Every map also has secret vantage points. I like to think that they’re mystery locations on a map that players know about but not how to use. Some maps have several of these that are very specific in what they overlook and are only useful for certain gamemodes. Player often dismiss them because they’re not super useful all the time and are often ignored. However, if used properly they’re incredibly advantageous. One of them I’ve already mentioned when I discussed Stonehaven earlier.
Knowing how maps flow, where high traffic areas are and where to best avoid or where to best go during certain game situations can help you realize futile strategies. Something that players often refer to is “map control”. Some maps in Ghosts cannot be controlled easily. You can manipulate spawns but I don’t promote that sort of play.
Chapter Six: Know When and How to Play the Objective
There’s a lot of talk, even from some of the best players I know, about “playing the objective and don’t be a “killwhore”. While I find that the general concept is true it’s not entirely true. Being a killwhore is completely, 100%, irrefutably necessary…under certain circumstances.
Sometimes playing the objective can be pointless. The enemy could have a death grip on a flag, your team could be broken up and spread out leaving you vulnerable, or the team could be focusing their attention elsewhere because the flags are taken, the spawns are overrun, or you’re taking objectives but can’t keep them. There’s multiple reasons why playing the objective isn’t the best idea. The trick is being a killwhore in an objective manner.
Scenario one suggests that going for the objective is suicide. The enemy has it locked down and running out trying to take it would be pointless. At this point in time it would be wise to focus on securing the area first before going for whatever objective it is you want to take. Flank, push, and hold the enemy in manner that better supports your team’s effort.
Scenario two is very common, especially in Ghosts where the maps are so varying that often times your team is spread thin. If this is the case it’s often a good idea to focus on neutralizing the area until your team can organize itself. Stick close to the objective and as soon as you notice your team closing in take it together. I do this often and while my team will accuse me of avoiding the objective I think they are quickly silenced when the game ends and we win. I will not stick my neck out alone unless the situation calls for it.
The last few things I want to address is how to play the objective when the objective isn’t exactly what’s important at the moment. If you’re stuck in a spawntrap or the enemy is countering everything you throw at them, sometimes you need to step away and try to mix things up. One thing I cannot stand are those who insist that getting spawntrapped is the result of poor objective play. Getting spawntrapped is the result of not defending yourself and using your gun. You can’t be spawntrapped if the enemy is dying a lot and spending more time running out their spawn than they are camping your own.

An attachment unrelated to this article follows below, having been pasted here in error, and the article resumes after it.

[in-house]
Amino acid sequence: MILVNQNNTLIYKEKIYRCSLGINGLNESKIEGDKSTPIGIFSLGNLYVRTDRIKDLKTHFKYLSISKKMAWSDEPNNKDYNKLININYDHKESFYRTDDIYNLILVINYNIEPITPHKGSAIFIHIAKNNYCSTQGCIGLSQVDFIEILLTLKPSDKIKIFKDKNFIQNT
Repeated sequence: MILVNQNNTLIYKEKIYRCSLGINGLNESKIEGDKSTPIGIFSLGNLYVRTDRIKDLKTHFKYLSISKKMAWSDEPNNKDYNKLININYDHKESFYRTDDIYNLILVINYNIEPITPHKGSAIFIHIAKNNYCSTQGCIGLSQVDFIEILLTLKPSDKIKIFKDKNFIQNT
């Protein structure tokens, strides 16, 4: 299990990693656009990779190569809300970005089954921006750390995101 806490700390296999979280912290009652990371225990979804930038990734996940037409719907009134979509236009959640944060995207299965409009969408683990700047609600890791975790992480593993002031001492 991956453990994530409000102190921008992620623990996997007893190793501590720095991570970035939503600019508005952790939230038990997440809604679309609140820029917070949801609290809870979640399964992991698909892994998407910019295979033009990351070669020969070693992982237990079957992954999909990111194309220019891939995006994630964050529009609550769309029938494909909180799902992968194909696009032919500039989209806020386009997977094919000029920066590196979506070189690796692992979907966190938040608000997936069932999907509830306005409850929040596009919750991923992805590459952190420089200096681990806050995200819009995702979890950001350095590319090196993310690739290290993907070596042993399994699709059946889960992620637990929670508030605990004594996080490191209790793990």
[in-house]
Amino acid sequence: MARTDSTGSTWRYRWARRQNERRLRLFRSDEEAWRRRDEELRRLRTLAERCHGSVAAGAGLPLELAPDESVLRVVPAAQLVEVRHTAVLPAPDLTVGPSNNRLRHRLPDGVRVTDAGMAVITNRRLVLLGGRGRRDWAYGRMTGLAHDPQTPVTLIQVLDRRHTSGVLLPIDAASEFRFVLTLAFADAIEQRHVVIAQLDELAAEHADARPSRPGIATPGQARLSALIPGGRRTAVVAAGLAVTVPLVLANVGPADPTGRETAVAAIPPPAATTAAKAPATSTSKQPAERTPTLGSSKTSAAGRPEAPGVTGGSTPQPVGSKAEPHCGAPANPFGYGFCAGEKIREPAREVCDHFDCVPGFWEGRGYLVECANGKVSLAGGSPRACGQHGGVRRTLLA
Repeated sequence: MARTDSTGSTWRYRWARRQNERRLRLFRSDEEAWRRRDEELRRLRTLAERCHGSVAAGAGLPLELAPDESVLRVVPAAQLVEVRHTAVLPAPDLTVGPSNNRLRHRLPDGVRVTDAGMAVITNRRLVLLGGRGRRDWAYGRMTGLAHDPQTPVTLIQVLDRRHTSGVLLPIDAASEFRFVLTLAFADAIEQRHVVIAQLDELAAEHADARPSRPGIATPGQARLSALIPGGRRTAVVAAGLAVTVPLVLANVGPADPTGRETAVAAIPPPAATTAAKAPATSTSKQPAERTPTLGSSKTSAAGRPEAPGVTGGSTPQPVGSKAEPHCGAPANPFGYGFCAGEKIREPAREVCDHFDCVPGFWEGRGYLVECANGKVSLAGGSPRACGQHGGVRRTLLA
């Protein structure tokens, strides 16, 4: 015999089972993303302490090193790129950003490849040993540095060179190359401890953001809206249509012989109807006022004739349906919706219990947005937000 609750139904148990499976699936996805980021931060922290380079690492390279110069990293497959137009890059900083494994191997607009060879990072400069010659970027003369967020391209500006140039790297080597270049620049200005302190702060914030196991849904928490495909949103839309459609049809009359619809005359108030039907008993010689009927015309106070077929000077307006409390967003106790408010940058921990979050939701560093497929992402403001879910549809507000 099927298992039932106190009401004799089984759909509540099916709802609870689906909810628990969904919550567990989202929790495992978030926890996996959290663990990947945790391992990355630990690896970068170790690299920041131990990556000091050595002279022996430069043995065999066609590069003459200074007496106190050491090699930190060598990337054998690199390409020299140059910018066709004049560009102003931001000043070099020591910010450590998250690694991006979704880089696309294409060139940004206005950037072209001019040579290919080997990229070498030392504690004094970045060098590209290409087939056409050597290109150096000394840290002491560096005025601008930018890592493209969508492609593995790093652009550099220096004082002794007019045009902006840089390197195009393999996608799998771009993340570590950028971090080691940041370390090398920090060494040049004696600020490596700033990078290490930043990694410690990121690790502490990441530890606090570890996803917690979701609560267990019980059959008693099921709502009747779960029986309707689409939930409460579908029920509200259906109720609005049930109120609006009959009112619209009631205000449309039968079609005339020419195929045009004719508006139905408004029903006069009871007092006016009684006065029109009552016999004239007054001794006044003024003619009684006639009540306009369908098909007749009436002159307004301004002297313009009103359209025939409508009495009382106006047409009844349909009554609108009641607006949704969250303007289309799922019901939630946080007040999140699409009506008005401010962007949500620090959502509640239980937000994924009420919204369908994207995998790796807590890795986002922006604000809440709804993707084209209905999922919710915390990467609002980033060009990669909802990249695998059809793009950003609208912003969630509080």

Also note that you shouldn’t ALWAYS go for caps. Play how you want, but understand this, capping a flag can be dangerous to your team. Capping a flag can make the game harder on you. When you cap a flag you change the paradigm of how the game functions and flows. Capping A and C will often result in a terrible spawn situation for both teams. Capping all three flags means the enemy can spawn wherever the game sees fit. Do what you want, but know that capping all flags isn’t always the best move.
Other objective based games follow the same principles. In DEMO you shouldn’t plant the bomb unless you know you can defend, otherwise what’s the point? In KC going nuts picking up tags will often leave you vulnerable to the enemy. Having tunnel vision when going after a group of 3 tags is perfect bait for the guy who’s watching those 3 tags. There’s a time and place for going after the objective and it’s important to understand the risks involved.
Chapter Seven: Be Aware of Yourself
Sometimes one’s own worst enemy is themselves. Psychologically we can push ourselves so hard or get so worked up and determined that we’re blind to our own mistakes. This isn’t some profound thought. Anyone who’s played a sport has certainly heard a coach tell them to calm down and focus or relax. Trying to force something to happen knowing that the chances of it happening are slim will only leave you getting upset over your own stupid mistake.
I hear a lot talk about TDM and bad talk about campers. Players want to push the tempo of the match and in TDM there’s really no wrong way to play so long as you’re maintaining a high kill over death spread. The ironic thing about Call of Duty is that it can often out pace itself. Players try so hard to be a hero and don’t realize that they’re over exerting themselves and it’s their ultimate downfall. These players sprint out of their spawns and don’t bother concerning themselves with small but very important matters like ammo capacity, spawn rotations, enemy airsupport, and overall enemy position. They go in head first and while they might get lucky every so often the times they do more harm than good far surpass the time they benefit their team.